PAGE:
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Protesters' concerns linger after graduation ceremony
The Lantern - 7/14/2002

The June 14 commencement address delivered by President Bush stirred young graduates to action, both through volunteerism and political activism.

But controversy has erupted over the university's response to potential protesters and protesters present at the address.

Graduates, and all guests, were asked to respect the president and not to obstruct the view or hearing of others, said Ohio State University spokesman Randy Dunham.

"It's a graduation, a celebration," Dunham said. "We expected there to be some dissent, but we did not expect there to be any disruption or behavior that got out of hand."

"This is not an issue of the First Amendment; no one was told you can't protest," Dunham said.

Only one man, from Marion, Ohio, was arrested for not putting out a cigarette while in the stadium, Dunham said.

Justin Schwartz, a 1998 graduate of the Moritz College of Law, sent a letter to many university officials "about the suppression of free speech and peaceful dissent" of protesters.

"The university officials threatened to use their power to stop constitutional rights," Schwartz said.

"People were terrified to speak out," Schwartz said. "It's not surprising he did not get a lot of opposition."

Gillian Davis from the American Civil Liberties Union said the ACLU is "concerned" and is investigating allegations of First Amendment rights violations of protesters.

"They said if you made a spectacle they would ask you to leave," said Eric Luse, a 2002 graduate present at commencement rehearsal. "If it was bad enough they would keep your diploma."

Bush kept his words "brief and forgotten" as he offered his congratulations to the graduates, urging them to continue their accomplishments through service to their neighbors, character and country.

"The achievements that last come from the justice, compassion and service," he said.

Americans have responsibilities to be aware of the need for kindness, understanding and love for others, Bush said.

"Each has a bond to every other American," he said.

Volunteering must come from each citizen's desire, Bush said.

"No one can tell you how to live your life," he said. "Service in America is a matter of conscience."

Bush asked the graduates to help improve society by using their leadership skills and ambition to become more proactive.

"America needs full-time citizens," he said.

In addition to giving the commencement address, Bush received an honorary doctorate in public administration.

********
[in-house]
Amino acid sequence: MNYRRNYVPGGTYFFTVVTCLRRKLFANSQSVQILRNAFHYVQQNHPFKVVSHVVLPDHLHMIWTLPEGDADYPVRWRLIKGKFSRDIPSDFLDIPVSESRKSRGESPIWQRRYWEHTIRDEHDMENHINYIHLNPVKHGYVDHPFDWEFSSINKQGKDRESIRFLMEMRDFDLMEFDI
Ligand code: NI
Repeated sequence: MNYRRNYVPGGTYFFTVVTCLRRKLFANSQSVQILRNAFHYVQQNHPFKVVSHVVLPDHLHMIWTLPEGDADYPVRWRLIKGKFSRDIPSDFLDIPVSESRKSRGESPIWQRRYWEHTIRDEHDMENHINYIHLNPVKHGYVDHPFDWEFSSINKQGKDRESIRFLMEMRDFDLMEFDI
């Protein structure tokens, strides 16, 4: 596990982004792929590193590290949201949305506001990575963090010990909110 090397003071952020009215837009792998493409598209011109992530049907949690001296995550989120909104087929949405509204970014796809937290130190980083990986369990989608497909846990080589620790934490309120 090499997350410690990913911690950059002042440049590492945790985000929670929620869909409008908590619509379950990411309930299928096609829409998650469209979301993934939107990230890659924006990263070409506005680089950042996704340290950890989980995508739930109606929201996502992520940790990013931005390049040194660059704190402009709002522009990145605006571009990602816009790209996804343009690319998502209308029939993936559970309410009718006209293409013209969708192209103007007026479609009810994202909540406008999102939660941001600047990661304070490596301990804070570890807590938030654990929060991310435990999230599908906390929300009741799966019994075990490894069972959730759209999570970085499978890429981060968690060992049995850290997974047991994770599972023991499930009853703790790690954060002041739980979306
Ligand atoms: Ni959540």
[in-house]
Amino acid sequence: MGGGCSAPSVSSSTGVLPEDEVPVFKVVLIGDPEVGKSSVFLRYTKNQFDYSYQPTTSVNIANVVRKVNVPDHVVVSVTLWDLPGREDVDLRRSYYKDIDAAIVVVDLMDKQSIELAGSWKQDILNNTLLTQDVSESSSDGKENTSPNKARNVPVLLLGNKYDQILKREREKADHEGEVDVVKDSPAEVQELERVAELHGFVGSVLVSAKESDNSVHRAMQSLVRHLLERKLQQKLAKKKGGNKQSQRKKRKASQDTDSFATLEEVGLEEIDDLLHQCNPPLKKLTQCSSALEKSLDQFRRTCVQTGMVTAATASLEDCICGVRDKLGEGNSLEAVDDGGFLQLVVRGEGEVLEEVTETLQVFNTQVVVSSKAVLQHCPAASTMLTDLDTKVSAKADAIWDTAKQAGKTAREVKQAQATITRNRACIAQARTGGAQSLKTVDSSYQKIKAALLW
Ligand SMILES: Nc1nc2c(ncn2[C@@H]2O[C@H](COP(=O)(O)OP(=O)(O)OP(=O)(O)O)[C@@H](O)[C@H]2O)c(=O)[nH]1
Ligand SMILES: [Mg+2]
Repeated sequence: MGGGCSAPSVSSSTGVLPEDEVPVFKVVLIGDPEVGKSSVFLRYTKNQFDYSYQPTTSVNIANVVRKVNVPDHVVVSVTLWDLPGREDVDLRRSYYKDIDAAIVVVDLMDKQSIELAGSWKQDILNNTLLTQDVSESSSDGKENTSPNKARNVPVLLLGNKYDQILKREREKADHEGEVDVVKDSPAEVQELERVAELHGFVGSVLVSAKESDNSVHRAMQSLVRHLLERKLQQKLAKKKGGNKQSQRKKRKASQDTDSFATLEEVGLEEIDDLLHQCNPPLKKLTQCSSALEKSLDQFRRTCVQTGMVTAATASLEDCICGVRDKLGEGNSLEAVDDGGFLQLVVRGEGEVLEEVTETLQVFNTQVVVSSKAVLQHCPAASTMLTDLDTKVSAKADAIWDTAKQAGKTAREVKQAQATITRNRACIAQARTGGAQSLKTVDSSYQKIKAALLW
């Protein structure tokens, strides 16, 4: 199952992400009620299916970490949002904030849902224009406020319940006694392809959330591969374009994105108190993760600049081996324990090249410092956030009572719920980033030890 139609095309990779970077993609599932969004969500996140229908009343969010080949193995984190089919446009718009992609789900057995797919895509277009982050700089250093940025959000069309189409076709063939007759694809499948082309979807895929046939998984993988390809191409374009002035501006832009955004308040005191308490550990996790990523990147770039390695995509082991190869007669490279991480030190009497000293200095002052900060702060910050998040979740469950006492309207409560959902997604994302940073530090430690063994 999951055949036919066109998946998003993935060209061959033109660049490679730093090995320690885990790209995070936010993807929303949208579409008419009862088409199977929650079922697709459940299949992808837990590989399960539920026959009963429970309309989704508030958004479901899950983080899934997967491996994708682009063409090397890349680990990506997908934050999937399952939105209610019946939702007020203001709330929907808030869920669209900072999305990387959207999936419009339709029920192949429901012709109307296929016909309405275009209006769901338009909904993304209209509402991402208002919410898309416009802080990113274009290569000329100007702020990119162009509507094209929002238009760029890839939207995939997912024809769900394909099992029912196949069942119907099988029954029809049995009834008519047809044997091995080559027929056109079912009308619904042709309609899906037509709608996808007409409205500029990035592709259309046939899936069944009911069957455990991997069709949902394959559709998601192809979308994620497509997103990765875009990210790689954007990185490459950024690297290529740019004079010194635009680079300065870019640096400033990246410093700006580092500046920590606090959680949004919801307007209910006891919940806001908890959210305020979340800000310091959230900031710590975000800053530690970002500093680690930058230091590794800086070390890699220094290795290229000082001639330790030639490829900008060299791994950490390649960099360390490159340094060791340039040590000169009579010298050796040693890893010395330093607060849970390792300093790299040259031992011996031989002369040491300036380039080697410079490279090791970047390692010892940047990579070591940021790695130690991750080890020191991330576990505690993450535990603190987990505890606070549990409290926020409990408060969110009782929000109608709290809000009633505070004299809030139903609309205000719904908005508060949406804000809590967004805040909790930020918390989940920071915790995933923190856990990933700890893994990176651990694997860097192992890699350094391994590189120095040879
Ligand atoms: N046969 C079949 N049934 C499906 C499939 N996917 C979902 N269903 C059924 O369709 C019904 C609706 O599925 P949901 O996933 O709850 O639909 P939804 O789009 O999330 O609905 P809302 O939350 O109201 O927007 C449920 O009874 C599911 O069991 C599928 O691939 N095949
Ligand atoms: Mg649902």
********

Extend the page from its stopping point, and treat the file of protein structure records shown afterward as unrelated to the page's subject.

"I leave here a proud member of the class of 2002," he said.

There were few disruptions during Bush's speech despite efforts from protesters who urged graduates and guests to "turn your backs on Bush." Three graduates and six audience members — one draped in a Palestinian flag — actually did turn their backs but were hardly noticed by the crowd of about 60,000.

In his last commencement speech as OSU president, William "Brit" Kirwan expressed his close ties to the class of 2002.

"When I came to this wondrous university in the summer of 1998, I did not realize that, like some of you, I was on 'the four-year plan'," he said.

Kirwan leaves OSU on Sunday for his new role as chancellor of the University System of Maryland.

In his parting remarks, Kirwan called for graduates to reach their potential and make a difference in their families, communities and world.

"A great education is truly valuable only when it is put to the use in the service of humanity," he said. "It is your responsibility to use your fine education to insure a high quality of life for all the generations that will come after you."

Richard M. Hill, former professor and dean of the OSU College of Optometry, earned the Distinguished Service Award. Since his retirement in 1995, Hill has continued research at the university on new materials and care systems for contact lenses.

Three others joined Bush by being honored with honorary degrees.

George M. Steinbrenner III was presented with a degree in business administration for his success as primary owner of the New York Yankees and partner of the New Jersey Nets and New Jersey Devils.

Princeton University professor of sociology and public affairs, Marta Tienda, received the honorary doctorate of social science. Her research is centered on racial and ethnic inequalities, economic sociology and higher education diversity.

Walter E. Massey, the president of Morehouse College in Atlanta, was awarded an honorary degree in science.

—Lantern editor Megan E. Walsh contributed to this article

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